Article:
Emberlit Stove – Survival Creek

Emberlit Stove

Emberlit Stove

If you are looking for a great little backpacking, bugout bag stove, this is a great option for you!

The good people over at Survival Creek sent me the Emberlit Stove to review.  On a recent trip out to East Texas, I was able to try it out and I was very impressed.

The stove weighs only 11.3 oz and lays flat when disassembled at a thickness of 1/8 inches.  It is made of stainless steel and has a lifetime warranty.  When the stove is assembled, it stands 6 x 4.5 inches.  The stove comes with crossbars to hold a cup or bowl.  Fuel for the stove is simply any pieces of wood that you can find on the ground.  I didn’t chop or really look hard for any wood.

The hardest thing about using this stove was lighting it from the top.  I have fat fingers!  But that was my fault because as soon as I tried to light it from the opening in the front, it took off.  For my review, I put 2 cups of water in a pot.  I started seeing bubbles on the bottom of the pot in 5 minutes (see pic).  I’m sure if the pot would have been smaller, it would have started boiling sooner.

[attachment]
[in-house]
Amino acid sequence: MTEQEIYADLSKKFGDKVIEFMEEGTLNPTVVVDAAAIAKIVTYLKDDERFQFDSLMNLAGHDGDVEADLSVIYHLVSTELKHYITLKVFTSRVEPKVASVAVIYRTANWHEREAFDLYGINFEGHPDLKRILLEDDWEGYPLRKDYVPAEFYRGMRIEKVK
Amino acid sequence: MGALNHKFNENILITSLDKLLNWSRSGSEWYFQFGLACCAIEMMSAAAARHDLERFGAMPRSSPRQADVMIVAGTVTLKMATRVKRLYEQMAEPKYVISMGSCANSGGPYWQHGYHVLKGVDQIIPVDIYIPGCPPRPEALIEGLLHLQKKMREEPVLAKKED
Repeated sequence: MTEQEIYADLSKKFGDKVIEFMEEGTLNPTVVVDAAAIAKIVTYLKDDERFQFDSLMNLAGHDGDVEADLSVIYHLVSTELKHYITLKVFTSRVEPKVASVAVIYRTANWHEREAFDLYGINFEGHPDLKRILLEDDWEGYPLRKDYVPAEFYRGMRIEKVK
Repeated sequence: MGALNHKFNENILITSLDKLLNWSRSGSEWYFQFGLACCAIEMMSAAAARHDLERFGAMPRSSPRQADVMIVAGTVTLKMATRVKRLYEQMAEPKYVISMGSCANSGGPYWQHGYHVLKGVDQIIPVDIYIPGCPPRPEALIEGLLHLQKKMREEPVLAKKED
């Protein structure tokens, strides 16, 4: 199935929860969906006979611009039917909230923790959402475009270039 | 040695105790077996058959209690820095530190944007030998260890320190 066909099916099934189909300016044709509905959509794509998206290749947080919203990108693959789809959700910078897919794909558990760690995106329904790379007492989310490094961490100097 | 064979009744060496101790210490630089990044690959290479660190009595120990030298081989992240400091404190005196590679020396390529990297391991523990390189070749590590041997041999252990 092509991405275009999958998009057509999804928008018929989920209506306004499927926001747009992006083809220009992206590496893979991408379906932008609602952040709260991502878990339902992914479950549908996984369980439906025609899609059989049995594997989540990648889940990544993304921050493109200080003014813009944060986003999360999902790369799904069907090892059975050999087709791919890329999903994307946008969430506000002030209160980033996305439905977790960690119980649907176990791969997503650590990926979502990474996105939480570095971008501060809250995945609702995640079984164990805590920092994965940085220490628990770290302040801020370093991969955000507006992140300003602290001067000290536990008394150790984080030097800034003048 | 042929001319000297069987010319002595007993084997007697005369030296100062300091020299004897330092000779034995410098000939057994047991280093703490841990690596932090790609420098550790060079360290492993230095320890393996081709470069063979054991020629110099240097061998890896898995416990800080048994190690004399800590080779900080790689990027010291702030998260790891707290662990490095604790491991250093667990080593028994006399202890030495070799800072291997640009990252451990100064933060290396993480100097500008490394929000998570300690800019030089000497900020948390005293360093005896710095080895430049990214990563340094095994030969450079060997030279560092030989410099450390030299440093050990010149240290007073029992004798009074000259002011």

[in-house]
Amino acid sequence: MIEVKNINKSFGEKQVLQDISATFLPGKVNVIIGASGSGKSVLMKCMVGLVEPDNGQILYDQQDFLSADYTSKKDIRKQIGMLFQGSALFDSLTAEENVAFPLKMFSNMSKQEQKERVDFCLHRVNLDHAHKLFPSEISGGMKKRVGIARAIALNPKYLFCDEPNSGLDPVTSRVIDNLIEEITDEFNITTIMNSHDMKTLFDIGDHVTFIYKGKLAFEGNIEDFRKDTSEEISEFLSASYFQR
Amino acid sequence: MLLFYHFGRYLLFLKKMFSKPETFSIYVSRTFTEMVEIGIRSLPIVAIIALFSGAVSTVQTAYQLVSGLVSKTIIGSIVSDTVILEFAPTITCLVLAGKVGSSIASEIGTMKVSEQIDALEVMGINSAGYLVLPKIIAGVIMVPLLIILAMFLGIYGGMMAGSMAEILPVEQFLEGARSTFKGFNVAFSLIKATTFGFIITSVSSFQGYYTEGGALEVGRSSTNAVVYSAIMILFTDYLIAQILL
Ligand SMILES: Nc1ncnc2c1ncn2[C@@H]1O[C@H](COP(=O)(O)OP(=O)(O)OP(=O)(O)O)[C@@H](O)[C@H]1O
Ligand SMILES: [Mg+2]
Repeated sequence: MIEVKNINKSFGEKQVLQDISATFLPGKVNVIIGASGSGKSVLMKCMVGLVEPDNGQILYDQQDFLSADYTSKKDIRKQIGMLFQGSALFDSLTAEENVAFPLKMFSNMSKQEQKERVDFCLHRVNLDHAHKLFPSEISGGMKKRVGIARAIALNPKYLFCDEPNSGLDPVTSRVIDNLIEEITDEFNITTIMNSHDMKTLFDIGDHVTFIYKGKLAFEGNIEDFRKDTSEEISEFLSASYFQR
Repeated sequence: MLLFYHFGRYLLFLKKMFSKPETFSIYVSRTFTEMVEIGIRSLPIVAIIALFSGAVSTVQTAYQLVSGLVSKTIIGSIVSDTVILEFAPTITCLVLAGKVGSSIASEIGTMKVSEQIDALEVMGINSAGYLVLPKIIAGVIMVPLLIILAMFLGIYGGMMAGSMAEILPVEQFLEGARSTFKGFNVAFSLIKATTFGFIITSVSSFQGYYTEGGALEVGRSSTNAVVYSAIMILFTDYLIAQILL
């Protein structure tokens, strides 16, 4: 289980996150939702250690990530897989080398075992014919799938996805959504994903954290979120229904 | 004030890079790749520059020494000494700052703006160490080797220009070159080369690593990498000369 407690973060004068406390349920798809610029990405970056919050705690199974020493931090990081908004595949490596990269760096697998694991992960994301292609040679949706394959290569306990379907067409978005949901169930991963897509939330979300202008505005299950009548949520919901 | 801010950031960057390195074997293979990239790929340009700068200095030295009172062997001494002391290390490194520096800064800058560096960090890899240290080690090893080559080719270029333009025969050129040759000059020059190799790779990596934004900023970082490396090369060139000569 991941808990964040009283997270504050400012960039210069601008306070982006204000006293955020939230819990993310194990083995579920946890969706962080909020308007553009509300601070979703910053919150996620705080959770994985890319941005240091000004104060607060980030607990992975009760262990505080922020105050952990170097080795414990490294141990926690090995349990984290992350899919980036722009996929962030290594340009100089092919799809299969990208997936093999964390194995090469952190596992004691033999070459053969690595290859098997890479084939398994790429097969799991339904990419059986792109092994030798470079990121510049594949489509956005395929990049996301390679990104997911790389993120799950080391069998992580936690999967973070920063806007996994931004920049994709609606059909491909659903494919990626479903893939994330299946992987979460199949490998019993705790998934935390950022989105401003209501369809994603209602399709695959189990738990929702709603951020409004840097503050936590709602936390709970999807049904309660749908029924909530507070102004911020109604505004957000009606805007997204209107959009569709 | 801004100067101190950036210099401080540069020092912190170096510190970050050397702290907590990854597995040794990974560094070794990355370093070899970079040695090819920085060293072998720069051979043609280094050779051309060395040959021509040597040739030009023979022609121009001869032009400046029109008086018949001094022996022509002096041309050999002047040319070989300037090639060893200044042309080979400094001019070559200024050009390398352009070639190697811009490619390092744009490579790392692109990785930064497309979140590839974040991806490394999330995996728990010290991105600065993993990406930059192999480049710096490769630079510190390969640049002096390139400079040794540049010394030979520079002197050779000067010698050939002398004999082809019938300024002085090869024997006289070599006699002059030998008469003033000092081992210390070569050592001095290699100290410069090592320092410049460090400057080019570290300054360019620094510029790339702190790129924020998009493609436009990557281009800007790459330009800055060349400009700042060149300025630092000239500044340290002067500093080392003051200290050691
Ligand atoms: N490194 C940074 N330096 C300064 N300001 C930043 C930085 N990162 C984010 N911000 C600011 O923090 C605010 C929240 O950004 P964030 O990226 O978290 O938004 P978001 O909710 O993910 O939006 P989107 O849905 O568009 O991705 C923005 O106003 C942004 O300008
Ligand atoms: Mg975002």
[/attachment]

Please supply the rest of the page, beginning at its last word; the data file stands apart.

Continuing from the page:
For fuel, I only used the wood sticks that are seen in the picture.  Actually, there was one big piece that I didn’t use.  The only that is not seen in the picture that I used was dried grass to get the fire started.  The only down side to using this stove is that you have to attend to it, feeding the sticks to the fire, which isn’t a downside at all.  You should never leave a fire unattended!

The stove was super easy to setup.  The instructions were:

  1. Start by hooking the three Side Walls together.
  2. Attach the Floor Plate by inserting its tabs into the slots below the intake holes on the Side Walls.
  3. Hook the Front Side (feed port) to the Side Walls along one edge.  Then, twist the Front Side in order to hook the opposite edge and complete the stove.

The stove did blacken the pot.  However, I was able to wash this off very easily after the trial.  A trick that we used in Boy Scouts was to wipe on a thin layer of dish washing soap on the pot before we put it in the fire.  It makes it easier to clean up.  Also, the stove did get black on the inside.  However, after it cooled, with a napkin, I was able to disassemble the stove and place it back in its package with ease and without getting dirty.

The Emberlit Stove is made in the U.S.A.  and is worth it.  You can purchase yours from Survival Creek.

Emberlit Stove